By Katrina Brink
A line of several hundred people wound around the lobby of 73 Tremont Street as the time approached for the Urban Agriculture Rezoning Kickoff and Visioning Meeting. The never-ending line was a clear sign that the urban agriculture movement has gained momentum. The Boston Redevelopment Authority (BRA) and the City of Boston are making changes to zoning ordinances that will determine what kinds of urban agriculture activities can take place within city limits. This meeting provided a public forum to solicit citizen input that will help inform those changes.
Those lucky enough to be let into the room before it reached capacity were greeted by a diverse array of organizations tabling with agriculture-related information. The Food Project had brochures about their youth farming programs and upcoming gardening workshops. The Boston Collaborative for Food and Fitness was present, as well as the Boston Public Health Commission with information about home garden installation. Boston’s Mayor, Thomas Menino, even made an appearance to voice his strong support for the urban agriculture initiatives that have been sprouting up all over Boston.
The large turnout was due in part to the keynote speaker, Will Allen, who is arguably one of the father figures of the urban agriculture movement in the United States. Allen is the founder of Growing Power in Chicago, a successful and multi-faceted urban farming organization. He spoke about their industrial-sized vermicompost system, farm-based youth development programs, and urban farms in Chicago and Milwaukee, as well as Growing Power’s training centers around the country. Mr. Allen held the audience in rapt attention with slides of hoop houses brimming with rows of vegetables, kids excited about soil and worms, and the seemingly endless projects he oversees at Growing Power.
After he inspired the room full of farming and gardening enthusiasts, the creativity in the room was sparked and people were ready to take action.
This segued perfectly into last half of the meeting which was for active citizen engagement. Staff members of the BRA and the City asked participants to gather around the tables for group discussion. Each table had a large piece of paper and instructions with questions that attendees were to answer. After nominating a scribe, each group started working their way through the questions. City staff members circulated around the room, encouraging participants to dream big and write down what they would ideally see as the future of urban agriculture in Boston. The staff was particularly interested in how making it easier to grow food in the city would impact citizens’ quality of life and how the City and the BRA could help people stay involved in this process.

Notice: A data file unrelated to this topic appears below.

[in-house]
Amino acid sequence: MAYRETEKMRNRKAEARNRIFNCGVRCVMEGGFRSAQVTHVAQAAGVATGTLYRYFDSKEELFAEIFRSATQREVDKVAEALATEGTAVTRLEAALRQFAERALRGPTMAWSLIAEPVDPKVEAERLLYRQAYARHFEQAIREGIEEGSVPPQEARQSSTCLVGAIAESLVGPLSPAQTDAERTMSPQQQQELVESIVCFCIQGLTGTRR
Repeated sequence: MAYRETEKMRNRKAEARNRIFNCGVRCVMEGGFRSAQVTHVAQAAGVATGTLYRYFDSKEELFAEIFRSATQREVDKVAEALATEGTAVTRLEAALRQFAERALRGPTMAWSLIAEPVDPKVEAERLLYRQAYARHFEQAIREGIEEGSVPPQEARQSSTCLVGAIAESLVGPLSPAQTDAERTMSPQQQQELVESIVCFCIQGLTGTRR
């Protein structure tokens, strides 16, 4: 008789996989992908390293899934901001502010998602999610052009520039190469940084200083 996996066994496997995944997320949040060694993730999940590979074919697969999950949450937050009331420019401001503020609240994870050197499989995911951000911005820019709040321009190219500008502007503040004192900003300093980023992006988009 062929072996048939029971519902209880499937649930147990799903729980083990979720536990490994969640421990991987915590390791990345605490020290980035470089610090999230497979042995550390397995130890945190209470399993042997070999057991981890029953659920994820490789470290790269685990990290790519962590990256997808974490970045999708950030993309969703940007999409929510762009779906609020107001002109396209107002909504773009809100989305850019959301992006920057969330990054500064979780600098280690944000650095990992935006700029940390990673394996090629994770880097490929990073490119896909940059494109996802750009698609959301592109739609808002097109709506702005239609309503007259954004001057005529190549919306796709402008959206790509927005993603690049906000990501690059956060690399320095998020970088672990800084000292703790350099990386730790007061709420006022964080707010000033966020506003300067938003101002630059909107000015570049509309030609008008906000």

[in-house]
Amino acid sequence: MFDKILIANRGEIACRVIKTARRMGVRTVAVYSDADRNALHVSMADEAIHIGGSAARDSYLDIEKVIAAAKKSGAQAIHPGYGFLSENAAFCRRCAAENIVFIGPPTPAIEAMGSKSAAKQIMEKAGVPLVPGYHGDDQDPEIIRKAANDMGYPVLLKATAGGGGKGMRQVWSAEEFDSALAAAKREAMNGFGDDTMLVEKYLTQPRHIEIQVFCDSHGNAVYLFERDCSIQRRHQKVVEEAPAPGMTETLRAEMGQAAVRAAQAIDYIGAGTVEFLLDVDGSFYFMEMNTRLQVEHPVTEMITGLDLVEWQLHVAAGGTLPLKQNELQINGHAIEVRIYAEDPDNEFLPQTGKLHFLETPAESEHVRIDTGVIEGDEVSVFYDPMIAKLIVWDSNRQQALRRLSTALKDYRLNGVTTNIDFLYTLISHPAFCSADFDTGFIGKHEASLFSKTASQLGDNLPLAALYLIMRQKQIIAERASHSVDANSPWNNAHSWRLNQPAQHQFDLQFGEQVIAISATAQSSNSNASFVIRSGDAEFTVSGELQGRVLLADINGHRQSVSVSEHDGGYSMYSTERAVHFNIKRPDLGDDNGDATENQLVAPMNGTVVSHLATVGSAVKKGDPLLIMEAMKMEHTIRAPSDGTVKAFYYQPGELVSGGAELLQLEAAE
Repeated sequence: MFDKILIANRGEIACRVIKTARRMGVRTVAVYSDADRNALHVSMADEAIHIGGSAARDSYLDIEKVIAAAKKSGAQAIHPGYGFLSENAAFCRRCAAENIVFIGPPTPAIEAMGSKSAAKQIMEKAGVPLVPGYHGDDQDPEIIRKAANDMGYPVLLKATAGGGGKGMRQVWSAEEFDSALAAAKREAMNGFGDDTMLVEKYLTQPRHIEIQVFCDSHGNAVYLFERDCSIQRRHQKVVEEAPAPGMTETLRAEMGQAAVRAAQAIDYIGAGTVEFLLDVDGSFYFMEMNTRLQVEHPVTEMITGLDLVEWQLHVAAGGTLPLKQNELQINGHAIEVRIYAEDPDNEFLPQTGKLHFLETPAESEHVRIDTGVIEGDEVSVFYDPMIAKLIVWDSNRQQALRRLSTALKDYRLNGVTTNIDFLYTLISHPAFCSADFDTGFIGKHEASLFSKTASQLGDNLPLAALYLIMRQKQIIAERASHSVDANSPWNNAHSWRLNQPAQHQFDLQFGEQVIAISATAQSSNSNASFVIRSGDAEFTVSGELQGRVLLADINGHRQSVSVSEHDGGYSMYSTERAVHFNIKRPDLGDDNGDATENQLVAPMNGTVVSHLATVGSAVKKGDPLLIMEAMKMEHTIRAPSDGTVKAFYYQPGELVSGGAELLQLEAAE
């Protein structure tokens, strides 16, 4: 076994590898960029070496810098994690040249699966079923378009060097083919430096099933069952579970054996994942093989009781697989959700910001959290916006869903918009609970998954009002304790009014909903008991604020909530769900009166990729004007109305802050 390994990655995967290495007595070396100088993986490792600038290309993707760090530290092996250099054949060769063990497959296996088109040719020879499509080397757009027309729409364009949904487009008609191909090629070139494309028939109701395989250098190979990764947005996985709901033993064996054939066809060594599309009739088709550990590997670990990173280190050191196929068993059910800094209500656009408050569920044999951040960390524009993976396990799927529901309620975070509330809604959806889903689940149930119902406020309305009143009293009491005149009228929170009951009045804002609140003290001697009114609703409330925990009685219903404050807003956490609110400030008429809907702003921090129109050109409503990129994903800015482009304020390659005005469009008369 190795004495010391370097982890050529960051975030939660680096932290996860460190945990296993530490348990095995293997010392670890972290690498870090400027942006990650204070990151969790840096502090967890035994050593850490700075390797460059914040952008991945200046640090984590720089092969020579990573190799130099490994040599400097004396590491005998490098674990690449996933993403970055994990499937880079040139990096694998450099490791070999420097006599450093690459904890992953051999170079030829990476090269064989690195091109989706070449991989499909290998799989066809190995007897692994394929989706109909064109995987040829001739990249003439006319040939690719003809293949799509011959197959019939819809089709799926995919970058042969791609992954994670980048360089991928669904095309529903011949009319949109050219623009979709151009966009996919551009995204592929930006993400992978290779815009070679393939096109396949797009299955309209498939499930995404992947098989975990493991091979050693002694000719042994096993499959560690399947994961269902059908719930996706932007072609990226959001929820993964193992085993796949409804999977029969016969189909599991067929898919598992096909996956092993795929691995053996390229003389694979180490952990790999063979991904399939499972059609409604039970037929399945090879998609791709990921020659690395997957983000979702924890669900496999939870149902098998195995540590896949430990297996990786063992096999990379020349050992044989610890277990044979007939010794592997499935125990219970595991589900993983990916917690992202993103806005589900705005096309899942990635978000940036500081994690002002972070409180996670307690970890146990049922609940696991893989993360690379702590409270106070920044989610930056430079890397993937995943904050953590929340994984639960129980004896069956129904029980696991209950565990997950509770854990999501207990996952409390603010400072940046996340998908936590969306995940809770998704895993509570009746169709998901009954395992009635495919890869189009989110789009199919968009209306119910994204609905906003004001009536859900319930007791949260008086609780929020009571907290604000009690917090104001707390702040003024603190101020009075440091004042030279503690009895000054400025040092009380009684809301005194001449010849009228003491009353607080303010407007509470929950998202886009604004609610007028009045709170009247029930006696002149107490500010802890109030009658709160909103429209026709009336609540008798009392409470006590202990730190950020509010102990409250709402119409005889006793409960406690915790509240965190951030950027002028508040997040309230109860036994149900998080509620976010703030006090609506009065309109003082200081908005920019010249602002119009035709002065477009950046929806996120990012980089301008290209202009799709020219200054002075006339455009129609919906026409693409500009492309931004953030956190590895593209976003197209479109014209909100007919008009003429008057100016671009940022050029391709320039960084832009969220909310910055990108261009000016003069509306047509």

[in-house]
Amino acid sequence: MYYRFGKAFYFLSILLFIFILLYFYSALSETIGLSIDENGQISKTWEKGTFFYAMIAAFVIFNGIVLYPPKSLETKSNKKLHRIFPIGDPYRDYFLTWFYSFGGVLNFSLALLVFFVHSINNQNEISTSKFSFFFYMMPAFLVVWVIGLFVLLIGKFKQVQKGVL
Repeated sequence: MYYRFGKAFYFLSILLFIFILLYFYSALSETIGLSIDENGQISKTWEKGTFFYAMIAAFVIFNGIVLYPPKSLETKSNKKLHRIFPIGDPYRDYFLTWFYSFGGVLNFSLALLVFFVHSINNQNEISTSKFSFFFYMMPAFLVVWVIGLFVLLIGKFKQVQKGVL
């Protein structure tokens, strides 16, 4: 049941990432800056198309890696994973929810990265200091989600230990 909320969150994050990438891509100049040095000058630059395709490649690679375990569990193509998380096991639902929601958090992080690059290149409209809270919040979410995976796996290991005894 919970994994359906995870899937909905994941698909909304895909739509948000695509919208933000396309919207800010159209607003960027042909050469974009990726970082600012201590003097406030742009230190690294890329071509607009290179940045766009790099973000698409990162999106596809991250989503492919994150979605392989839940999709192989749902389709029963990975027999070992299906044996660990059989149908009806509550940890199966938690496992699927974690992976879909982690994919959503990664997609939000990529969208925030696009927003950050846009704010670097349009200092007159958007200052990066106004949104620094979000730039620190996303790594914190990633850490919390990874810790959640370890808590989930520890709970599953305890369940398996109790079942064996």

Once everyone had time to get as many of their ideas down on paper as possible, each table had a spokesperson present for one minute in front of the room. Many supporters of raising chickens spoke up, and there were ideas for rooftop gardens, more school gardens, greenhouses, hoop houses and bee-keeping. Municipal composting came up as one of the most important pieces of infrastructure for viable urban agriculture to take place in Boston. The City video-recorded the ideas presented and also collected the brainstorming sheets from each table.
It was encouraging to be a part of a collaborative process and to feel that City officials were sincerely taking into consideration thedesires and ideas of the people of Boston. This meeting was just the beginning of a process that will take a little over a year, but it is one that is making a strong attempt to be transparent. They provided everyone at the event with a timeline of working group meetings that will be taking place throughout the year, and the neighborhood meetings that will take place in September and October. Ready your shovels, because by spring of 2013 we should all know what the possibilities for the future of urban agriculture will be in the City of Boston.
If you would like to stay informed of the proceedings or be a part of the process, you can find out more information here.
Katrina Brink is a first year student in the Agriculture, Food and the Environment program. She loiters at farmers’ markets and lives to spend time with others cooking up delicious meals from scratch. Currently she is exploring how to weave together her loves of people, languages and sustainable food system change into a summer internship and then into a viable career path.